• Rows 5:8, 13:15, 21:25 and 40:42 are hidden so that the Table and Name Range contain more than one visible region.
  • There is data in row 32 below the Table and the Named Range.
  • There is formatting in the hidden row 42.

VBA Strategies

I will look at some of the available strategies for finding the last row.

Used Range

Because Excel internally uses a sparse matrix scheme for the cells in each worksheet (instead of holding a gigantic 16384 by 1048576 array) it has to store information for each cell that has been used. So formatted cells are considered used, as well as cells containing values and formulas. Cells remain flagged as used even when all formatting, values and formulas are removed.

Two VBA methods for working with the used range are Worksheet.UsedRange and the xlCellTypeLastCell option of SpecialCells.

' last row in used range
jLastUsed = oSht.UsedRange.Rows(oSht.UsedRange.Rows.Count).Row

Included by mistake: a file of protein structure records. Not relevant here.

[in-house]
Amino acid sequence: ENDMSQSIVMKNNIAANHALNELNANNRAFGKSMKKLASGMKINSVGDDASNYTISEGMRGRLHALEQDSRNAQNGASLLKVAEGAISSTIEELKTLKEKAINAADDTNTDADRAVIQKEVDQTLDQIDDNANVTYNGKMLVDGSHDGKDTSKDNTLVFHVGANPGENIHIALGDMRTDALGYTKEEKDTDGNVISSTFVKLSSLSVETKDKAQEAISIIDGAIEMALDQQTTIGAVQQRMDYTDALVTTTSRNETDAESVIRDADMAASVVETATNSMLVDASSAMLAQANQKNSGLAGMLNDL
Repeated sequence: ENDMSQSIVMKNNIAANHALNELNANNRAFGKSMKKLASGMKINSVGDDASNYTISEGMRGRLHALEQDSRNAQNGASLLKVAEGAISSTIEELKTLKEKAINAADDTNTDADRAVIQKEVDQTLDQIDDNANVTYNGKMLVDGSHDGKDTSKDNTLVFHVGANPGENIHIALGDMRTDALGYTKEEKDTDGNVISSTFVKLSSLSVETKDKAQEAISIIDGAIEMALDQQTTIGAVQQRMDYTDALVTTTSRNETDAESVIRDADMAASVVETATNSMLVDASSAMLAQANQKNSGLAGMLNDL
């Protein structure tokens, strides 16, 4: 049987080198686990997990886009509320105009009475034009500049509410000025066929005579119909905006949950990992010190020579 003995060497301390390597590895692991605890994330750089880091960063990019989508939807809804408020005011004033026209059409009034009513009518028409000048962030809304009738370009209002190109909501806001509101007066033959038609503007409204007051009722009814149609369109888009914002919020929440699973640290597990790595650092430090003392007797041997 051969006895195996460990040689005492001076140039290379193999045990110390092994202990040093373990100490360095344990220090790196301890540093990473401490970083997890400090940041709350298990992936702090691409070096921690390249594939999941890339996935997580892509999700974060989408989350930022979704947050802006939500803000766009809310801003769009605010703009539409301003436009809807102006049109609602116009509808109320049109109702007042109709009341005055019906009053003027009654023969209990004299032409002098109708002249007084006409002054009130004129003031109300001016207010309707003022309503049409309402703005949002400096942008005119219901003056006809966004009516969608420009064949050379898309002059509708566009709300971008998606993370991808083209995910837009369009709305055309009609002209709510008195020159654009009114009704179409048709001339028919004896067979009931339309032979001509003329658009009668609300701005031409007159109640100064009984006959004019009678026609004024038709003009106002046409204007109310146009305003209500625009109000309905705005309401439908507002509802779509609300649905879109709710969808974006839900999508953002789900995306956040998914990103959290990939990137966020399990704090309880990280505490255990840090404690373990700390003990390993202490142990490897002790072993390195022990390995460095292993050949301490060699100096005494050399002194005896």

' last visible row in used range
jLastVisibleUsed = oSht.Cells.SpecialCells(xlCellTypeLastCell).Row

For my test data jLastUsed returns 42 because there is some formatting on that row, and xlCellTypeLastCell returns 39, which is the last visible row before row 42.

Range.End(xlDown) and Range.End(xlUp)

These VBA methods mimic pressing Ctrl and the up and down arrows.

For name ranges they skip hidden rows but stop at the row before an empty cell.:

' last visible cell in Named Range using End(xlUp)
jLastVisibleRange = oSht.Range("NamedRange").Offset(oSht.Range("NamedRange").Rows.Count, 0).End(xlUp).Row
' last visible cell in Named Range using End(xlDown)
jLastVisibleRange2 = oSht.Range("NamedRange").End(xlDown).Row

When using End(xlUp) you want start outside the range in an empty cell, so I used Offset to get to the first row below the range. jLastVisibleRange returns 20.